Countdown to a diabetes misdiagnosis

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diabetes misdiagnosis Countdown to a diabetes misdiagnosisAs a lead off for the new year I would like to talk about a major issue I am currently pursuing where my diabetes is concerned but before I go any further, let me first say that diabetes is a very personal and diverse disease and some of my  health stories  may offend others but these are my very own diabetes stories that I am trying to share with you and not meant to be a general blue print for anything else.

First let me take a straw poll.

How many of you who know me or have met me personally believe that I am not the prototypical type 2 diabetic?

Yea I know, its kind of an oxymoron. What exactly is a prototypical diabetic?

Still one of the most asked or commented upon issues when my diabetes subject comes up is that I am not overweight. An issue that I have always dismissed as ignorant rumblings from normal people who generalize diabetes.

Yet I have had the same reaction from other diabetic’s who initially confuse me for a type 1 until I politely correct them.diabetes images Countdown to a diabetes misdiagnosis

The  point am trying to make here is that while we all come in all shapes and sizes the connection between obesity and type 2 diabetes is fact even though that connection is misunderstood and attached to every diabetic type.

Just because I am not overweight however does not necessarily preclude me from being a type 2  either.

But that is not the only reason, I believe I might have been misdiagnosed.

My diabetes diagnosis story is rife with misdiagnosis and mismanagement however.

When I was diagnosed I initially I was diagnosed as a type 1 and placed on insulin right away which lasted a few months until a new job, different physician and Private Health Insurance brought a type 2 diagnosis and oral medications.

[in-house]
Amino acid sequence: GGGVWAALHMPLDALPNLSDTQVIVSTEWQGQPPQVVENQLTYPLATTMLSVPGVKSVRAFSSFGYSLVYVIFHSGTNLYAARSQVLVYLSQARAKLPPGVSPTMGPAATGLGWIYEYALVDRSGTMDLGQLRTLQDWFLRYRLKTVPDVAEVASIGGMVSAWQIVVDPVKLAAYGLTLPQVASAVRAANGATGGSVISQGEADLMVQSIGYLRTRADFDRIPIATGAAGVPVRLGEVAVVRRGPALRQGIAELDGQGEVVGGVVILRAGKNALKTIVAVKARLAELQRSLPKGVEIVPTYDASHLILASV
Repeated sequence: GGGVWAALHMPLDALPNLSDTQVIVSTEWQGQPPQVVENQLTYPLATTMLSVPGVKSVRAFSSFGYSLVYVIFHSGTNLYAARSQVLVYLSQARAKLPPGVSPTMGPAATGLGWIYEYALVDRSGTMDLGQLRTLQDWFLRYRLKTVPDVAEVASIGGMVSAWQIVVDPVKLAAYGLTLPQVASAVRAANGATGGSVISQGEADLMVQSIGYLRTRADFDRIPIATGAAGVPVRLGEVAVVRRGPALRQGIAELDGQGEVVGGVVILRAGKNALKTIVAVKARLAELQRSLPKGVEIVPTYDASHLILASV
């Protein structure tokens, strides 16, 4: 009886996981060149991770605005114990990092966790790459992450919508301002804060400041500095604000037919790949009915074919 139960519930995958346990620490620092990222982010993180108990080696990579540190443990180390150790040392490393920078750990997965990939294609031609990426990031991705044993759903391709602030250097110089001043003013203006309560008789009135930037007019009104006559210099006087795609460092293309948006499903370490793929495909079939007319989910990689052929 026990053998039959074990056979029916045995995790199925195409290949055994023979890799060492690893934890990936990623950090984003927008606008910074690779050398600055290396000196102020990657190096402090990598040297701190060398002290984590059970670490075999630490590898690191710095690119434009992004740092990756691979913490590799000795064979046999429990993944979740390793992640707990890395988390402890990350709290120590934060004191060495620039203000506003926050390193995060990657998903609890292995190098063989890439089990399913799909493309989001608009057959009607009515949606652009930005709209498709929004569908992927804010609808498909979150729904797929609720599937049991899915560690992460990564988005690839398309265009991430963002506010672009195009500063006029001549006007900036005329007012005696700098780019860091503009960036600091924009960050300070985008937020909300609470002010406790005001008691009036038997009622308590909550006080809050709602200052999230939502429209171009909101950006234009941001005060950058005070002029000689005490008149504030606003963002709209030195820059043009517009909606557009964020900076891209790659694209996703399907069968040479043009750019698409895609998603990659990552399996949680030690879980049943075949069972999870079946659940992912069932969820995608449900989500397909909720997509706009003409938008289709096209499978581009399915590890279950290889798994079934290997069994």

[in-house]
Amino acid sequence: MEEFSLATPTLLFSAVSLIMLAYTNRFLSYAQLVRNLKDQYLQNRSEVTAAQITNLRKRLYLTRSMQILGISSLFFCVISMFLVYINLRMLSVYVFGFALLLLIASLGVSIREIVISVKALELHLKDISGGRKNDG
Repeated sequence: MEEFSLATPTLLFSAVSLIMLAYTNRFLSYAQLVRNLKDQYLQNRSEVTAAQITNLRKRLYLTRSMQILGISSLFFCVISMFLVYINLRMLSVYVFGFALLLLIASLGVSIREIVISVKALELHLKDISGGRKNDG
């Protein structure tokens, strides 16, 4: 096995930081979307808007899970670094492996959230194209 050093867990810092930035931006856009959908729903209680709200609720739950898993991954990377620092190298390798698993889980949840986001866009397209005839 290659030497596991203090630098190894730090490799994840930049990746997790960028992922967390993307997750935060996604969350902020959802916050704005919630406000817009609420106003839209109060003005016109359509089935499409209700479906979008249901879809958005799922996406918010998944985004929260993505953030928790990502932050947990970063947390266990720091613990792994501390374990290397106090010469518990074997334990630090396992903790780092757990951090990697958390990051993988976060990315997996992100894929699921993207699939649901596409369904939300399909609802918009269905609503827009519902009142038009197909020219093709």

Personally, I welcomed the type 2 diagnosis because of my  financial situation, needle phobia  and the tough time I was having with my Insulin Injections that I could have done virtually anything to stay with the type 2 diagnosis.

The harder I worked on corralling my blood sugars with oral medications, diet and exercise with some success I might add the less anyone questioned the diagnosis and why would they when everything was working.

Through everything I never questioned the decisions the doctors presented and might I also add that this was 14 years ago before LADA was as prevalent as it is today.

type 2 diabetes Countdown to a diabetes misdiagnosisLast but not least my Oral medications virtually failed a couple of years ago so I am on Insulin. Short of having a hard time getting an Insulin pump in the future (always wanted to try one) my diabetes is already managed by Insulin therapy which means that even with a changed diagnosis I will only have to switch my type of Insulin.

Secondly my needle phobia is no more so there is no issue there.

Truth be told I am only doing this for my own peace of mind, one way or another this diagnosis or misdiagnosis is not gonna change much the way I manage my diabetes psychically, I am not trying to sue anyone or any of that but I think this is one of those things that one just has to be sure.

Who knows I might end up being type 2 all along and this will all be for naught, my doctor has agreed to indulge me however and give me a refferal to an endo so I guess we will find out  in a few weeks misdiagnosis or not.

 

 

 

 

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5 Comments